‘School Girls; or, the African Mean Girls Play’ takes on beauty standards at American Stage

Picture it, Ghana, 1986. A new girl comes to town from America to an all-girls school and challenges the reigning queen bee. ‘School Girls; or, the African Mean Girls Play’ is a funny and touching story about the universal teenage struggle and the need to feel like you belong on stage at American Stage through Feb. 27.

By J.A. Jones, Staff Writer

ST. PETERSBURG — Using comedy to deliver hard truths, “School Girls; or, the African Mean Girls Play” by Jocelyn Bioh is directed by American Stage’s new artistic producing director Rajendra Ramoon Maharaj with skillful hilarity.

But wait for it – because when the searing truths on sexism, colorism, and the objectification of the female body land, they sneak up on you.

In a production that keeps you snickering for most of the evening, the play, set in Ghana in the period leading up to a national beauty pageant, is populated by energetic young actors whose over-the-top delivery, giddy laughter, and fluid physicality are a delight to experience.

Jada Austin (Nana), Ivy Sunflower (Ama), Massiel Evans (Mercy), and Phineas Slaton (Gifty) all do well portraying teen students in an all-girls (we assume) school. They are joined together in a cult of worship (or terror) and beholden to one incredibly spiteful mean girl, Paulina (Aguel Lual).

Lual’s Paulina seesaws between a lovely grace and a wretched bitterness that keeps the audience just as captivated by her as her four sycophants. Should we/they love her? Pity her? Hate her?

Lual’s deft performance keeps you teetering and uncertain how to feel about her — even as her obvious beauty is called into question (by a prejudiced society, unfriendly cultural, and painful self-hatred) in ways that pull at our hearts.

But the tables are turned when young, biracial, American-raised Ericka (played by Siobhan Marie Hunter) appears. A sweet-faced charmer with a full-sized physique that is prized in many African cultures, she serves as an immediate threat to the sly and terrifying Paulina. Hunter’s Ericka is not as damaged, but she believably portrays her as a character with her own painful past.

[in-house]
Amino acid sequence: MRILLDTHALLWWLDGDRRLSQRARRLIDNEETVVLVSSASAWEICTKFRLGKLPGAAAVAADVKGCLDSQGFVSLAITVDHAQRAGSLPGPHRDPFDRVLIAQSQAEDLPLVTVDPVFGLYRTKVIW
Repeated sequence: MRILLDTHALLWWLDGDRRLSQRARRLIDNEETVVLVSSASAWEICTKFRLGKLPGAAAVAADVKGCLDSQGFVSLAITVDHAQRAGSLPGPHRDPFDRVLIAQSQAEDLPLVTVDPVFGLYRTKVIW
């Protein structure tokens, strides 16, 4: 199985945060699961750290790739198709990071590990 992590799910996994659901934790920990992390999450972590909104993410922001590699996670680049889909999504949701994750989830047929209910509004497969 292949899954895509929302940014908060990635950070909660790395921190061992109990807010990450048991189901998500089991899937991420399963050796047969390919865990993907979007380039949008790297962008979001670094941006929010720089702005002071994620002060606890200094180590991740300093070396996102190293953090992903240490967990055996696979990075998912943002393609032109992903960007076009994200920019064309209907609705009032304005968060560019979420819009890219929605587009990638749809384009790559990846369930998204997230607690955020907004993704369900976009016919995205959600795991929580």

Adding a preternatural beauty and grace is the ever-youthful Phyllis Yvonne Stickney, a veteran of the stage and screen whose Headmistress Francis holds the audience’s pain as an elder who has seen too much.

When the headmistress’ grim determination to encourage her students with admonitions on the wisdom of prizing brains over beauty is ultimately called to betray itself when a hard choice befalls her, we too swallow the bitterness Stickney’s performance reveals.

Her comic foil enters in the character of Eloise Ampohsah, “Miss Ghana 1966” — played with pitch-perfect comedic timing by another stage and screen veteran, Jennifer Leigh Warren.

Warren’s Ampohsah struggles to maintain her barely-held grasp on her bygone beauty queen days, straining to keep it together under pent-up frustrations and ultimately revealing the cynicism and hypocrisy at the root of the long-awaited competition.

While the play takes place in the 80s, Stickney and Warren shared thoughts on the play’s comedy and the universality of its theme — the objectification of women’s bodies and image – as it plays out in today’s world.

Warren said it was important to her to allow Amposah to be larger-than-life and really add to the comedic element of the play, which in turn created even more surprise when the tension was wound up, and her character revealed her own deeply-buried pain.

“We all understand that if you if you heighten the comedy, it also heightens the tragedy,” noted the actress. “I think it makes it an easier thing, that people get to laugh. And then you hit them with the seriousness of the subject.”

As far as today’s heightened pressure from the media and internet, Stickney commented, “Any woman can feel, deal with how the world or their peers view them, based on their size, based on their complexion, based on their eye color — based on anything that is external, anything they cannot really change.”

“No one decided that they would be born Black, brunette, redhead, whatever it is,” she continued. “And so, if the world is judging you based on that external element, then all of us have the same kinds of issues or the same kinds of challenges that we have to [deal with].”

Another universality of the play, Stickney noted, is how women do or don’t support each other and how families also contribute to our feelings of self-worth, or lack thereof.

“It’s not just African American, but it’s actually all women,” Warren added. “As African American women, it’s even more pervasive. I think what’s interesting about the play is that it gets people to think about it because some people don’t even realize that this happens and how it happens. In the last moments in the play, it gets people to really feel for Paulina, and the Headmistress, who understands Paulina’s trauma.”

Both agreed that there are even more pressures put on young girls growing up today while being bombarded with images that tell them that they’re not beautiful and ok, just as they are.

“But to me, that’s the message that’s in the play because of how it was directed, how it was cast. And I think that everyone comes in, and they can have a great time,” Stickney asserted. Warren agreed, adding, “Male and female.”

“School Girls; or, the African Mean Girls Play” by Jocelyn Bioh, directed and choreographed by Rajendra Ramoon Maharaj, is on stage through Feb. 27, at American Stage, 163 Third St. N, in downtown St. Petersburg. For information, visit americanstage.org.

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